Two years after the first countries approved the Pfizer/BioNTech COVID vaccine for domestic use, China will finally allow the mRNA vaccine to be used domestically—but there’s a catch.
On Friday, China confirmed in a press briefing that it would let German nationals receive the BioNTech COVID vaccine, which uses mRNA technology, in exchange for German health authorities on Wednesday approving China’s Sinovac jab for Chinese nationals living in Germany.
The statement from China’s foreign ministry clarifies an earlier announcement by German Chancellor Olaf Scholz during his trip to Beijing that BioNTech would be made available to foreign nationals in China.
But Beijing’s decision to approve the Pfizer/BioNTech jab for a sliver of China’s population highlights the country’s uneasy relationship with mRNA vaccines and shots developed overseas as Beijing embarks on an exit from its tough COVID-zero policy, which will likely cause a massive outbreak.
Has China approved mRNA vaccines?
BioNTech is the first mRNA vaccine—and the first developed overseas—approved for use in mainland China, even if it’s just available to German nationals living there.
Several Chinese companies are developing mRNA vaccines, but none have made it to final approval. In September, Indonesia—not China—became the first country to approve a Chinese-developed mRNA vaccine, from pharmaceutical company Walvax.
Fosun Pharmaceuticals, BioNTech’s distribution partner for greater China, secured 100 million doses for the Chinese market in December 2020. Yet Fosun’s applications to use its doses in mainland China are still pending, with no indication of when the mRNA vaccine will be approved for widespread use. (The semi-autonomous Chinese city of Hong Kong approved BioNTech for use in its vaccination campaigns)
China has largely relied on two vaccines, from Sinovac and Sinopharm, in its vaccination campaign. The two vaccines use an inactivated virus to confer immunity. Studies show that the two vaccines are less effective at preventing infection, severe disease and death than the BioNTech and Moderna shots, which use mRNA technology.
Sinovac and Sinopharm are both developing boosters that specifically target the Omicron variant.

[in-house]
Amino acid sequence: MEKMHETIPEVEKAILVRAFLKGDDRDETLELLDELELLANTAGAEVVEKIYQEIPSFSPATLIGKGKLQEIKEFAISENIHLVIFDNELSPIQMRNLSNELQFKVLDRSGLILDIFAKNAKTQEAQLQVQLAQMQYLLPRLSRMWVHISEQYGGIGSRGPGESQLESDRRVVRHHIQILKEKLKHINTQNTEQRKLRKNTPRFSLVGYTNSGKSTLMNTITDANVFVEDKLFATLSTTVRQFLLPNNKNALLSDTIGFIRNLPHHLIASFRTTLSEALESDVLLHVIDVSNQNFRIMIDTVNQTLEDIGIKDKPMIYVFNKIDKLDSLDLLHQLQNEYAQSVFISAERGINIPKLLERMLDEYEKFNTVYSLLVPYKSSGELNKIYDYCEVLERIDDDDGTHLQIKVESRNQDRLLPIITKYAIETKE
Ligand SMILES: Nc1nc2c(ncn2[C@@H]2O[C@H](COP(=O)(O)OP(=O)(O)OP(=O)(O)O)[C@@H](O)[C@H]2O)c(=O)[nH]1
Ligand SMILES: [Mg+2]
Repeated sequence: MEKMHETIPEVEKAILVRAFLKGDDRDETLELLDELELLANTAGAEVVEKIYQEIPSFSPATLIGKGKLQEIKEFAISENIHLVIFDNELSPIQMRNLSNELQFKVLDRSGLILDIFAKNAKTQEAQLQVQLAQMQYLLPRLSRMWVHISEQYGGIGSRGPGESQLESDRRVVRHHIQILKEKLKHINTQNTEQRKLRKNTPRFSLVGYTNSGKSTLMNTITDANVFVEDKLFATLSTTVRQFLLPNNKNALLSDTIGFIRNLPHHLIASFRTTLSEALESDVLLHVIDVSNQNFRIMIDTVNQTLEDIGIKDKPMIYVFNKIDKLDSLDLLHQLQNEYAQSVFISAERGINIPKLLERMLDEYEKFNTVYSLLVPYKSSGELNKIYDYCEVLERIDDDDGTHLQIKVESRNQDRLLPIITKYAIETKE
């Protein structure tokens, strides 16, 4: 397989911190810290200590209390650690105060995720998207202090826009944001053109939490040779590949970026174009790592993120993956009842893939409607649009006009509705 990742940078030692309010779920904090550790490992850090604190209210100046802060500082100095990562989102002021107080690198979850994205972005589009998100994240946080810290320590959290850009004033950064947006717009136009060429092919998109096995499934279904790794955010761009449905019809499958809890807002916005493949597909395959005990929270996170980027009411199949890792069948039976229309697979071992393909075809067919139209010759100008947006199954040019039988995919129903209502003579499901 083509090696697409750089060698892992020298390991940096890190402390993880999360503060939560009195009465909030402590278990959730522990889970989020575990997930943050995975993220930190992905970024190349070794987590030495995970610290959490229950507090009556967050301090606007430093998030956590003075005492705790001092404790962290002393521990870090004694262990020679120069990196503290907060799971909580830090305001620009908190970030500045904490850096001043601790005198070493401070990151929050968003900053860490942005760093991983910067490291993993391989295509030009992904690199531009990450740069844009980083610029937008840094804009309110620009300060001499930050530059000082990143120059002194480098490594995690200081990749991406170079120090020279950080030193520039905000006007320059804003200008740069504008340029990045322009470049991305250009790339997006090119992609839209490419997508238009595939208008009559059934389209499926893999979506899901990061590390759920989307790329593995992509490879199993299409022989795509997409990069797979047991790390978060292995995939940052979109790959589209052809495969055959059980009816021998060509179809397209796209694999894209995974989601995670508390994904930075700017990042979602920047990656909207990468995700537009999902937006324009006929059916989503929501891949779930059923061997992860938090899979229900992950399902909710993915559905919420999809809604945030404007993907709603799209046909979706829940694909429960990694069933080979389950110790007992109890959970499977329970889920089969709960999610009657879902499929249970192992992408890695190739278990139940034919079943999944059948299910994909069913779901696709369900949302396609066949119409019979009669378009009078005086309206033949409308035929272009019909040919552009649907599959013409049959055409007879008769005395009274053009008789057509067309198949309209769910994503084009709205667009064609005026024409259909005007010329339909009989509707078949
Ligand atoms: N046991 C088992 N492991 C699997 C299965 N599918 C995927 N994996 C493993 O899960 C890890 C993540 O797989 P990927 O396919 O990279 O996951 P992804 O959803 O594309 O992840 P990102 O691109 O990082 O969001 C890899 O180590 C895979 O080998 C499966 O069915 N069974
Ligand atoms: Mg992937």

Public health officials have blamed China’s less-effective vaccines for hindering its ability to smoothly change its COVID policy. “The efficacy of the China‑made vaccines are not at the level of the vaccines that have been used in the United States,” Anthony Fauci, the outgoing White House medical advisor, told The Washington Post on Dec. 2.
How many Chinese have been vaccinated?
The more pressing problem, in Beijing’s view, is not the effectiveness of its vaccines, but that not enough people are vaccinated. Official data released in early December shows that only 40% of China’s over-80 population has received a booster. Health officials at the time pledged to launch new campaigns to vaccinate China’s elderly, but now the task is especially urgent.
Beijing announced sweeping changes to its COVID rules last Wednesday, including letting mild and asymptomatic cases recover at home and limiting lockdowns to individual floors and buildings, rather than whole neighborhoods. A pivot is likely good news for China’s economy, dragged down in November by a record COVID outbreak and widespread lockdowns. Chinese consumer sentiment last month fell to levels not seen since early-2020, the early days of the pandemic, according to a survey released Sunday by Morning Consult.
But relaxed measures could lead to a surge in cases across China. One of the country’s top medical advisors predicted last week that as much as 60% of the country could catch COVID in an initial exit wave.
Chinese officials are now reassuring people that an increase in cases is not a cause for concern. State media quoted Zhong Nanshan, the country’s top medical expert, on Friday as saying that Omicron’s death rate is comparable to influenza.
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